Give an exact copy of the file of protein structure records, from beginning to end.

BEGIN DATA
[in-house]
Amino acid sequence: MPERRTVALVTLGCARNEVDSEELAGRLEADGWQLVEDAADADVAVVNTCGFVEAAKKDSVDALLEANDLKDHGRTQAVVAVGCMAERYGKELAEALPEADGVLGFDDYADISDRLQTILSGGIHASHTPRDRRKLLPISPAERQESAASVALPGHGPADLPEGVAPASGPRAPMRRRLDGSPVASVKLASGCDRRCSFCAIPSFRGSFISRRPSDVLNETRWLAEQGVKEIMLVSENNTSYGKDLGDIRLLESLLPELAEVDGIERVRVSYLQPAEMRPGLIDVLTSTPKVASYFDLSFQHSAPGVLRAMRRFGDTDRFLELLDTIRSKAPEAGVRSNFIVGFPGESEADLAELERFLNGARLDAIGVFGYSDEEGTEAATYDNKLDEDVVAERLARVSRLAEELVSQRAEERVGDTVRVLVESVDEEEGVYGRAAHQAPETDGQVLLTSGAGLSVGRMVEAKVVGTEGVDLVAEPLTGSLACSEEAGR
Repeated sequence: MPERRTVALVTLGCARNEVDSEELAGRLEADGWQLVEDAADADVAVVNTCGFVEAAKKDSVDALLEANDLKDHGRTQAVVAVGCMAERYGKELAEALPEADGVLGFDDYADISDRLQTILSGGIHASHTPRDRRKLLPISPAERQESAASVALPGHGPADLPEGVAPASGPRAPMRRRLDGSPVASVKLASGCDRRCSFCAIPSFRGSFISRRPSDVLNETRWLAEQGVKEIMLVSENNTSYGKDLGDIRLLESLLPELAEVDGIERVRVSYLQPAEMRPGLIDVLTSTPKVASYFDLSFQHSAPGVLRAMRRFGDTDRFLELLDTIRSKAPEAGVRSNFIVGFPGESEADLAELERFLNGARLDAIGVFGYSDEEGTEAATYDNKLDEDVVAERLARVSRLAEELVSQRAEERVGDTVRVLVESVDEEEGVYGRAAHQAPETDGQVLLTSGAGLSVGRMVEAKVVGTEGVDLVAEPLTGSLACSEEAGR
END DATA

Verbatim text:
[in-house]
Amino acid sequence: MPERRTVALVTLGCARNEVDSEELAGRLEADGWQLVEDAADADVAVVNTCGFVEAAKKDSVDALLEANDLKDHGRTQAVVAVGCMAERYGKELAEALPEADGVLGFDDYADISDRLQTILSGGIHASHTPRDRRKLLPISPAERQESAASVALPGHGPADLPEGVAPASGPRAPMRRRLDGSPVASVKLASGCDRRCSFCAIPSFRGSFISRRPSDVLNETRWLAEQGVKEIMLVSENNTSYGKDLGDIRLLESLLPELAEVDGIERVRVSYLQPAEMRPGLIDVLTSTPKVASYFDLSFQHSAPGVLRAMRRFGDTDRFLELLDTIRSKAPEAGVRSNFIVGFPGESEADLAELERFLNGARLDAIGVFGYSDEEGTEAATYDNKLDEDVVAERLARVSRLAEELVSQRAEERVGDTVRVLVESVDEEEGVYGRAAHQAPETDGQVLLTSGAGLSVGRMVEAKVVGTEGVDLVAEPLTGSLACSEEAGR
Repeated sequence: MPERRTVALVTLGCARNEVDSEELAGRLEADGWQLVEDAADADVAVVNTCGFVEAAKKDSVDALLEANDLKDHGRTQAVVAVGCMAERYGKELAEALPEADGVLGFDDYADISDRLQTILSGGIHASHTPRDRRKLLPISPAERQESAASVALPGHGPADLPEGVAPASGPRAPMRRRLDGSPVASVKLASGCDRRCSFCAIPSFRGSFISRRPSDVLNETRWLAEQGVKEIMLVSENNTSYGKDLGDIRLLESLLPELAEVDGIERVRVSYLQPAEMRPGLIDVLTSTPKVASYFDLSFQHSAPGVLRAMRRFGDTDRFLELLDTIRSKAPEAGVRSNFIVGFPGESEADLAELERFLNGARLDAIGVFGYSDEEGTEAATYDNKLDEDVVAERLARVSRLAEELVSQRAEERVGDTVRVLVESVDEEEGVYGRAAHQAPETDGQVLLTSGAGLSVGRMVEAKVVGTEGVDLVAEPLTGSLACSEEAGR